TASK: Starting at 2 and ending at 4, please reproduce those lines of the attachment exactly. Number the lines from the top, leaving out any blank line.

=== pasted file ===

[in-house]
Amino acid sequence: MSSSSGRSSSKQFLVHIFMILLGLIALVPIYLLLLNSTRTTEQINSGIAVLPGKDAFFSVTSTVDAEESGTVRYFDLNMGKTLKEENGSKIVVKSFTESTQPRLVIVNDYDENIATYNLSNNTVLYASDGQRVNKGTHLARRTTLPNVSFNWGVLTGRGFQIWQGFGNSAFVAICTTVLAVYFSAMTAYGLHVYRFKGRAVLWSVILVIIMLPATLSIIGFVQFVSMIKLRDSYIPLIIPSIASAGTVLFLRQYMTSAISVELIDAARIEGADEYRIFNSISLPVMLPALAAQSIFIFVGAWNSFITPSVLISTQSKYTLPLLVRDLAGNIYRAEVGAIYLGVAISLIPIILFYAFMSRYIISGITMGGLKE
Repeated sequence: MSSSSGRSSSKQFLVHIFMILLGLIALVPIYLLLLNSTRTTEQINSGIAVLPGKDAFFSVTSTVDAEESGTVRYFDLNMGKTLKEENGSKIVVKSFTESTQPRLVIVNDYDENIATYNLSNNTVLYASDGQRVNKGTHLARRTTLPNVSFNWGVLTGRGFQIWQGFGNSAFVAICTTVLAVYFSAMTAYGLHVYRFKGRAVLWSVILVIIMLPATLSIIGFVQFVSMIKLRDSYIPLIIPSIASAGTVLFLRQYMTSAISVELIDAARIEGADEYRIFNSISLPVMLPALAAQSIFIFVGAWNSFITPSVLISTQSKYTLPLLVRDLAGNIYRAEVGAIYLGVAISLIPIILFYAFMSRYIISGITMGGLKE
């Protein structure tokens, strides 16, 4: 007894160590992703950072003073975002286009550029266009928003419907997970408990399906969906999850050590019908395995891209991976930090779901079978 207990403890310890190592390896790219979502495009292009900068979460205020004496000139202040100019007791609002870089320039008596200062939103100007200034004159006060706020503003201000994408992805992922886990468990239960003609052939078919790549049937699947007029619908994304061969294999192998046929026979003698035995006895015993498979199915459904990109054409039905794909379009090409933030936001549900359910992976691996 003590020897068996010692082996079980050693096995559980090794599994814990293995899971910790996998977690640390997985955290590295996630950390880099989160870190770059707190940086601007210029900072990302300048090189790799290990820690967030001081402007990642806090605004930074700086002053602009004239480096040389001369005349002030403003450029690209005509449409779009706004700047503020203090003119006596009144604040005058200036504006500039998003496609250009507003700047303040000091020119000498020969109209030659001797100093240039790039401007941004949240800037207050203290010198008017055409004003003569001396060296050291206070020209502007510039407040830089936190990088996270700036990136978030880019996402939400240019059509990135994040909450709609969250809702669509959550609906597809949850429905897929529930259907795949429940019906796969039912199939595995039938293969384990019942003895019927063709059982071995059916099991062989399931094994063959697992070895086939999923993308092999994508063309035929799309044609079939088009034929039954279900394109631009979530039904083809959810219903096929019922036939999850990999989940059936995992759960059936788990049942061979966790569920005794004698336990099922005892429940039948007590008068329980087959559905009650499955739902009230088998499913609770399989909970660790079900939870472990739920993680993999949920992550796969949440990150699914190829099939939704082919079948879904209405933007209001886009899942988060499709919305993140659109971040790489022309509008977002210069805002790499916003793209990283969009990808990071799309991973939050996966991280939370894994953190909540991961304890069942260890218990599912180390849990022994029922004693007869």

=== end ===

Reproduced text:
Amino acid sequence: MSSSSGRSSSKQFLVHIFMILLGLIALVPIYLLLLNSTRTTEQINSGIAVLPGKDAFFSVTSTVDAEESGTVRYFDLNMGKTLKEENGSKIVVKSFTESTQPRLVIVNDYDENIATYNLSNNTVLYASDGQRVNKGTHLARRTTLPNVSFNWGVLTGRGFQIWQGFGNSAFVAICTTVLAVYFSAMTAYGLHVYRFKGRAVLWSVILVIIMLPATLSIIGFVQFVSMIKLRDSYIPLIIPSIASAGTVLFLRQYMTSAISVELIDAARIEGADEYRIFNSISLPVMLPALAAQSIFIFVGAWNSFITPSVLISTQSKYTLPLLVRDLAGNIYRAEVGAIYLGVAISLIPIILFYAFMSRYIISGITMGGLKE
Repeated sequence: MSSSSGRSSSKQFLVHIFMILLGLIALVPIYLLLLNSTRTTEQINSGIAVLPGKDAFFSVTSTVDAEESGTVRYFDLNMGKTLKEENGSKIVVKSFTESTQPRLVIVNDYDENIATYNLSNNTVLYASDGQRVNKGTHLARRTTLPNVSFNWGVLTGRGFQIWQGFGNSAFVAICTTVLAVYFSAMTAYGLHVYRFKGRAVLWSVILVIIMLPATLSIIGFVQFVSMIKLRDSYIPLIIPSIASAGTVLFLRQYMTSAISVELIDAARIEGADEYRIFNSISLPVMLPALAAQSIFIFVGAWNSFITPSVLISTQSKYTLPLLVRDLAGNIYRAEVGAIYLGVAISLIPIILFYAFMSRYIISGITMGGLKE
């Protein structure tokens, strides 16, 4: 007894160590992703950072003073975002286009550029266009928003419907997970408990399906969906999850050590019908395995891209991976930090779901079978 207990403890310890190592390896790219979502495009292009900068979460205020004496000139202040100019007791609002870089320039008596200062939103100007200034004159006060706020503003201000994408992805992922886990468990239960003609052939078919790549049937699947007029619908994304061969294999192998046929026979003698035995006895015993498979199915459904990109054409039905794909379009090409933030936001549900359910992976691996 003590020897068996010692082996079980050693096995559980090794599994814990293995899971910790996998977690640390997985955290590295996630950390880099989160870190770059707190940086601007210029900072990302300048090189790799290990820690967030001081402007990642806090605004930074700086002053602009004239480096040389001369005349002030403003450029690209005509449409779009706004700047503020203090003119006596009144604040005058200036504006500039998003496609250009507003700047303040000091020119000498020969109209030659001797100093240039790039401007941004949240800037207050203290010198008017055409004003003569001396060296050291206070020209502007510039407040830089936190990088996270700036990136978030880019996402939400240019059509990135994040909450709609969250809702669509959550609906597809949850429905897929529930259907795949429940019906796969039912199939595995039938293969384990019942003895019927063709059982071995059916099991062989399931094994063959697992070895086939999923993308092999994508063309035929799309044609079939088009034929039954279900394109631009979530039904083809959810219903096929019922036939999850990999989940059936995992759960059936788990049942061979966790569920005794004698336990099922005892429940039948007590008068329980087959559905009650499955739902009230088998499913609770399989909970660790079900939870472990739920993680993999949920992550796969949440990150699914190829099939939704082919079948879904209405933007209001886009899942988060499709919305993140659109971040790489022309509008977002210069805002790499916003793209990283969009990808990071799309991973939050996966991280939370894994953190909540991961304890069942260890218990599912180390849990022994029922004693007869």